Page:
Getting From Phnom Penh To Siem Reap By Giant Ibis Bus

There are various ways to travel from Phnom Penh to Siem Reap and vice versa. I was looking all over the web for the most efficient way to travel between the two places. I came across the Giant Ibis bus company which has some pretty good reviews. The bus leaves Phnom Penh at various timings. Visit Giant Ibis website for the complete list of timings. There is also a night bus which leaves at 11pm if you are looking to save some accommodation costs. It takes about 6-7 hours each way and costs USD 16 per trip. I booked the bus via my hotel and they charged a dollar more but the bus company will pick you up from your hotel. A tuk tuk will charge you at least two bucks to get you from the hotel to the bus station.

P1040847  Here’s the bus parked at the 30 minutes rest stop

These buses are fitted with WIFI connection and power supply at each seat. But the WIFI got useless out of the city area and it was not accessible for more than 80% of the journey. I think that the WIFI runs on the 3G mobile network which is in line with my phone network; it switches to GPRS when the bus travels to the outskirts. The seats are pretty new and can be decline to a slight degree. It is a 2×2 configuration with a last row at the back. There is no toilet at the back of the bus but there are two rest stops for the journey, the first one for 10 minutes and another one for 30 minutes where you can grab a bite. All seats comes with seat belts which makes it a safer ride. There is a LCD monitor at the front of the bus where they play a couple of English movies but it may be too far for people sitting at the back.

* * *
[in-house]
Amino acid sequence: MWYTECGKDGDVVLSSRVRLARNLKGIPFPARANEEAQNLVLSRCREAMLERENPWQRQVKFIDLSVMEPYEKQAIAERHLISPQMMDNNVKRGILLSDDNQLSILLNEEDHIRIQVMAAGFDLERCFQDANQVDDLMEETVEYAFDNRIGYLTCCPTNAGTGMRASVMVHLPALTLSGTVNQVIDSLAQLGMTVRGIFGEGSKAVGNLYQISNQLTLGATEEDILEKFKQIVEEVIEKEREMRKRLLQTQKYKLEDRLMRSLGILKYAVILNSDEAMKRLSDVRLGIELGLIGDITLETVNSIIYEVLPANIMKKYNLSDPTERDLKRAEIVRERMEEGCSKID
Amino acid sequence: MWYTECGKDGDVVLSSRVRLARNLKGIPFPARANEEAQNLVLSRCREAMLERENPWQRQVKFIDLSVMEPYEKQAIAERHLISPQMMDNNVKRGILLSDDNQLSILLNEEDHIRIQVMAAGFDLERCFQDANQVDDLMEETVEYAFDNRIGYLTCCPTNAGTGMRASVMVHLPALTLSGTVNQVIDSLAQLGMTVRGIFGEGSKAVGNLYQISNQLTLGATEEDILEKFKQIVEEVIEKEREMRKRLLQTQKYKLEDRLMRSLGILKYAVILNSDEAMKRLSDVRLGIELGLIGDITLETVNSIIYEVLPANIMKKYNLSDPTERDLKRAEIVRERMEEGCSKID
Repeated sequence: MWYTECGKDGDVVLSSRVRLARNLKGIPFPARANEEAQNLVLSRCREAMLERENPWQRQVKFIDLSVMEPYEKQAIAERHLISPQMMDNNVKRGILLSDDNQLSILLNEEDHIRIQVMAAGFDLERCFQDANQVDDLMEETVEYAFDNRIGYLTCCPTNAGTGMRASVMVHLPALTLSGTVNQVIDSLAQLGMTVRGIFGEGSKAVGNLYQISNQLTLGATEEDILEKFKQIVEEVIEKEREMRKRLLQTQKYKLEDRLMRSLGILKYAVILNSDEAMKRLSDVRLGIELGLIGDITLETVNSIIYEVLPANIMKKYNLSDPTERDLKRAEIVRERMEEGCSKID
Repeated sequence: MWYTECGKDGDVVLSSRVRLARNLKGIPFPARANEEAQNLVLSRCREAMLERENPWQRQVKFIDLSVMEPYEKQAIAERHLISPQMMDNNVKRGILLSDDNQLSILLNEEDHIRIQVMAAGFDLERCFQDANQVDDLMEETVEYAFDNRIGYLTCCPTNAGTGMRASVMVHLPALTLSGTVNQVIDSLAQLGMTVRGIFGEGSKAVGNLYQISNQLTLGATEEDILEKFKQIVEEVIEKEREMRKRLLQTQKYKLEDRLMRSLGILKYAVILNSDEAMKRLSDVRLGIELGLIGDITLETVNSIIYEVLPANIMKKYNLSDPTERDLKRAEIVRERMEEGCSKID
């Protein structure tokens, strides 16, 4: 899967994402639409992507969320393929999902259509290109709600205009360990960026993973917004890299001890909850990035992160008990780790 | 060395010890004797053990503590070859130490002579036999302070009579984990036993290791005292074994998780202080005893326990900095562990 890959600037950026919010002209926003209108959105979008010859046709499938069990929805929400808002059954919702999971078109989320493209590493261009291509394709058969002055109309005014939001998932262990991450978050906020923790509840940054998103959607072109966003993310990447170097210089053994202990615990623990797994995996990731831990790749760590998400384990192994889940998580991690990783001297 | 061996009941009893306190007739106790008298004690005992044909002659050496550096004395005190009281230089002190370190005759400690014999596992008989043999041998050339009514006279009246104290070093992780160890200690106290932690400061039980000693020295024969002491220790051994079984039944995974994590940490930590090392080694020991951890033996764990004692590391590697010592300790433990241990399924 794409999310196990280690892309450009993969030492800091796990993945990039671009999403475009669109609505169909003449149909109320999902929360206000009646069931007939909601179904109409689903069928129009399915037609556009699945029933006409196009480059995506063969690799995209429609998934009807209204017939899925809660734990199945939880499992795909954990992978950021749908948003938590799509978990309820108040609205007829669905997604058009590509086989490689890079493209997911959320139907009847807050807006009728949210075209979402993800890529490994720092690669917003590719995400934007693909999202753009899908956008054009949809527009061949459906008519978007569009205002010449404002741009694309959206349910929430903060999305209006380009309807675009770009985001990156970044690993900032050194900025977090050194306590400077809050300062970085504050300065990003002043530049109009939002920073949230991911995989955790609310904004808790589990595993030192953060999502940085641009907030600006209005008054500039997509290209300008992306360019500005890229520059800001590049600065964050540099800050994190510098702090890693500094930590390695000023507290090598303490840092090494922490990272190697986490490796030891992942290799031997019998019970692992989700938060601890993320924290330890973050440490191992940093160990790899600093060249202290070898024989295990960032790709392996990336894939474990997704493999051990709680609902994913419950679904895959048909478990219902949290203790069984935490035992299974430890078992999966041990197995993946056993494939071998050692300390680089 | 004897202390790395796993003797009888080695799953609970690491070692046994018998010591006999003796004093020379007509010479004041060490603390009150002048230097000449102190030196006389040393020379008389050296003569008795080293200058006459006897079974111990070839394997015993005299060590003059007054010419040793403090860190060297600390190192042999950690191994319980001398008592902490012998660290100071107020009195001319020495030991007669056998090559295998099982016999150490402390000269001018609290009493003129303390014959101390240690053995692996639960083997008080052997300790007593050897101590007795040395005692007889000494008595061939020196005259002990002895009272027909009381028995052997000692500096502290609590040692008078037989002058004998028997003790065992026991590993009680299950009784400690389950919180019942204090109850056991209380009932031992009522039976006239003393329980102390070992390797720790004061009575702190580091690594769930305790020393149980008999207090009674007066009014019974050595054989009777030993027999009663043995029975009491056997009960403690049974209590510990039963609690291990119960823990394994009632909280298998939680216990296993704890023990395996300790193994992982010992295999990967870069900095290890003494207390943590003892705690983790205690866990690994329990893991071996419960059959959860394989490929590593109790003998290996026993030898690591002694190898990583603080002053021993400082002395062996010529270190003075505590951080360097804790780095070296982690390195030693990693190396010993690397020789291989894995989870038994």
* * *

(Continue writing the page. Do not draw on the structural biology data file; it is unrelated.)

photo(1)Bring a neck pillow for your sleep


My bus was not full and I was lucky to get two seats to myself. It is fine if you are traveling with a friend but the seats might be too close together if you are sitting beside a stranger. It’s not a short ride, we are talking about a 6-7 hours bus ride. It is pretty bumpy at some parts and this is when the seat belts come in handy.

Overall, I think it is a very good option for budget travelers that have ample time and wants some comfort.

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  1. I just took Giant Ibis from HCMC to PP. The bus itself was fine. However, crossing the border from Vietnam to Cambodia, you are ‘required’ to pay an extra $5 “service fee” to the bus attendant in order to have them “help you get your visa faster” even though there is no line. When we said we’d do it ourselves he got hostile with us. At the border, they offered no help, and told everyone on the bus we would be late because of us. Yes, we delayed the bus 5 mins because we decided to get our visas legitimately instead of paying a bribe, but that’s not why the bus was over 2 hour late from the time they told us, with no traffic or delays along the route. Of the 48 countries I’ve been to, this was the most corrupt border crossing I’ve experienced. Usually, the tour company will assist with making sure you don’t get screwed by corrupt border officials. Here, they were part of the problem and joined in to take a cut.

    1. Hi Justin, I feel bad for your experience with Giant Ibis. Personally, I tried the border crossing either way between HCMC and PP with Mekong Express. The staffs were helpful. So far so good, so might be a good choice for others.

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